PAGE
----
Market Comment - 5/11/2009
May 11th, 2009 3:23 PM
Market Comment - Week of May 11th, 2009

Mortgage bond prices remained unchanged for the week keeping mortgage interest rates steady. Trading remained volatile with rates improving the first portion of week. However, some of the data came in surprisingly better than expected Thursday and Friday which caused mortgage bond prices to fall and rates to rise. The labor cost component of the productivity report along with the Fed Chairman's concerns about the possibility of future inflation caused some steep price declines the latter portion of the week. Unfortunately this eroded most the improvements from Monday and Tuesday. For the week, interest rates finished near unchanged.

The consumer and producer price data will be the most significant economic events this week. Trade and retail sales data may also result in some mortgage interest rate volatility.

Economic Factors
Economic Indicator
Release Date Time
Consensus Estimate
Trade Data
Tuesday, May 12, 2009
$29 billion deficit
Important. Affects the value of the dollar. A falling deficit may strengthen the dollar and lead to lower rates.
Retail Sales
Wednesday, May 13, 2009
Down 0.1%
Important. A measure of consumer demand. Weakness may lead to lower rates.
Business Inventories
Wednesday, May 13, 2009
Down 1.1%
Low importance. An indication of stored-up capacity. A significantly large increase may lead to lower rates.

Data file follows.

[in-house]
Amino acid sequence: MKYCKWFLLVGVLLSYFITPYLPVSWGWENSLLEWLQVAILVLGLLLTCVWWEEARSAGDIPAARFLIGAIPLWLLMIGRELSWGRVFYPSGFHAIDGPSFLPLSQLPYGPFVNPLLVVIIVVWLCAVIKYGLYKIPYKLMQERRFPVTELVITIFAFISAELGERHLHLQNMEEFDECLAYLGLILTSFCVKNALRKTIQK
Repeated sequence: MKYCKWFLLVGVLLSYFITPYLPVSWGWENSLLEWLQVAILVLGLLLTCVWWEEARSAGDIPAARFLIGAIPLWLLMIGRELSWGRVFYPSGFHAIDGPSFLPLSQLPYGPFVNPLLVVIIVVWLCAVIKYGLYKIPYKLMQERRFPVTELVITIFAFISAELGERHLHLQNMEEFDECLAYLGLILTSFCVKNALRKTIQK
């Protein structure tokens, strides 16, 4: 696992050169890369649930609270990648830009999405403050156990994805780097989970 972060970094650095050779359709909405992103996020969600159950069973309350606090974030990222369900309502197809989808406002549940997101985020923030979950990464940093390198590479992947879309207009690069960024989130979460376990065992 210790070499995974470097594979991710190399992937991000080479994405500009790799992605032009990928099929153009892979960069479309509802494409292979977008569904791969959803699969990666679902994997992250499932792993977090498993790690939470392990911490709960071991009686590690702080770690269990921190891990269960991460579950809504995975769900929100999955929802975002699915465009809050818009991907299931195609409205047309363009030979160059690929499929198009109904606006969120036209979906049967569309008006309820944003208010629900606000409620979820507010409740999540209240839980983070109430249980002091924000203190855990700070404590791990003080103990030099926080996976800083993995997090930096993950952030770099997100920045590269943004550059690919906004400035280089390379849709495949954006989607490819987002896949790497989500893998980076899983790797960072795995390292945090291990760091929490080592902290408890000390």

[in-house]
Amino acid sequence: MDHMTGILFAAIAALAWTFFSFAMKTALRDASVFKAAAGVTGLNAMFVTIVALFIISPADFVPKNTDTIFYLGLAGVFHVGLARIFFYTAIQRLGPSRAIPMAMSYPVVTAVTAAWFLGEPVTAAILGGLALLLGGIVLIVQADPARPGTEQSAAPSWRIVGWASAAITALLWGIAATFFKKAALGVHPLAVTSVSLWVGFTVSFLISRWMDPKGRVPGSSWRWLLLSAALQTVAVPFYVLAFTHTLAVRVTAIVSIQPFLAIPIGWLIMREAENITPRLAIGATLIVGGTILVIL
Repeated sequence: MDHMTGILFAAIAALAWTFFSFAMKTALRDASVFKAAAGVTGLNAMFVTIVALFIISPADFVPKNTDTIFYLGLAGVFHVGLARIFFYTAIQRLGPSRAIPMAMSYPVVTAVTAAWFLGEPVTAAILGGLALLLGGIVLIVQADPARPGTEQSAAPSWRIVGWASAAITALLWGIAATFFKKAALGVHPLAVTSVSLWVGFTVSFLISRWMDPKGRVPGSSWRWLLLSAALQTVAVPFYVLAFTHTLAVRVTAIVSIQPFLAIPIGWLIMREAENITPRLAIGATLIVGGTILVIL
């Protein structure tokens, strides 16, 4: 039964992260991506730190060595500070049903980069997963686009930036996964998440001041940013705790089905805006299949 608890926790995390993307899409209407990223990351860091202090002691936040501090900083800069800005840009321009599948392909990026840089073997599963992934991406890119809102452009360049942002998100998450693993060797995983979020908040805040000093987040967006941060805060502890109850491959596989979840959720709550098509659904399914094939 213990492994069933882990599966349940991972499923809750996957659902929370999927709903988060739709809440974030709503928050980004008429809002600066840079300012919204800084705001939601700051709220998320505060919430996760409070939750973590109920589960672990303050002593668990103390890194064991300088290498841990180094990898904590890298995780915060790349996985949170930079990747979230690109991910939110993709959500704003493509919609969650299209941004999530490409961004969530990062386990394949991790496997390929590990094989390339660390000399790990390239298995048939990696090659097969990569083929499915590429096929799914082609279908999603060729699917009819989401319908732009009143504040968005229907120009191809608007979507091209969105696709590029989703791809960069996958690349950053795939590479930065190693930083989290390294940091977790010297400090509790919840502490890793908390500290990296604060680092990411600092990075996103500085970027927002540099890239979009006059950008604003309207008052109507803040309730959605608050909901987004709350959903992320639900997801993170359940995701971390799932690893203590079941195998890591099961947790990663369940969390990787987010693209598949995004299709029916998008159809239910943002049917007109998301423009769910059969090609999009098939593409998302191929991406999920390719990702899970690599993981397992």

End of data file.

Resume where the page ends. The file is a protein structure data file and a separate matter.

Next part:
Producer Price Index
Thursday, May 14, 2009
Up 0.1%, Core up 0.1%
Important. An indication of inflationary pressures at the producer level. Decreases may lead to lower rates.
Consumer Price Index
Friday, May 15, 2009
Unchanged, Core up 0.1%
Important. A measure of inflation at the consumer level. Decreases may lead to lower rates.
Industrial Production
Friday, May 15, 2009
Down 0.5%
Important. A measure of manufacturing sector strength. Weakness may lead to lower rates.
Capacity Utilization
Friday, May 15, 2009
Important. A figure above 85% is viewed as inflationary. Weakness may lead to lower rates.
U of Michigan Consumer Sentiment
Friday, May 15, 2009
Important. An indication of consumers' willingness to spend. Weakness may lead to lower mortgage rates.

Market Conditions

There is a Chinese proverb that states, "May you live in interesting times." It is often argued that the word interesting is meant to be a synonym for turbulent or dangerous. This phrase hits the bull's-eye given the current state of the financial markets.

While stocks and bonds are swinging around wildly there is some good news. Interest rates for conforming and FHA/VA loans are still historically low by many standards.

However, low rates are not a given considering the escalating inflation fears that reemerged recently. Oil prices rose most of last week and Fed Chairman Bernanke expressed concerns about "how to wind down the federal balance sheet" and "avoid inflation." When a Fed official mentions inflation it is generally not positive for bonds. Inflation, real or perceived, erodes the value of bonds causing bond prices to fall and rates to rise. The last thing the economy needs now is rising mortgage interest rates. If inflation emerges that very well may happen despite the continued Fed efforts to keep rates low. With so much uncertainty, a cautious approach to float lock decisions, especially heading into the inflation data this week, would be wise.

Posted in:General
Posted by Philip Jernigan on May 11th, 2009 3:23 PMPost a Comment

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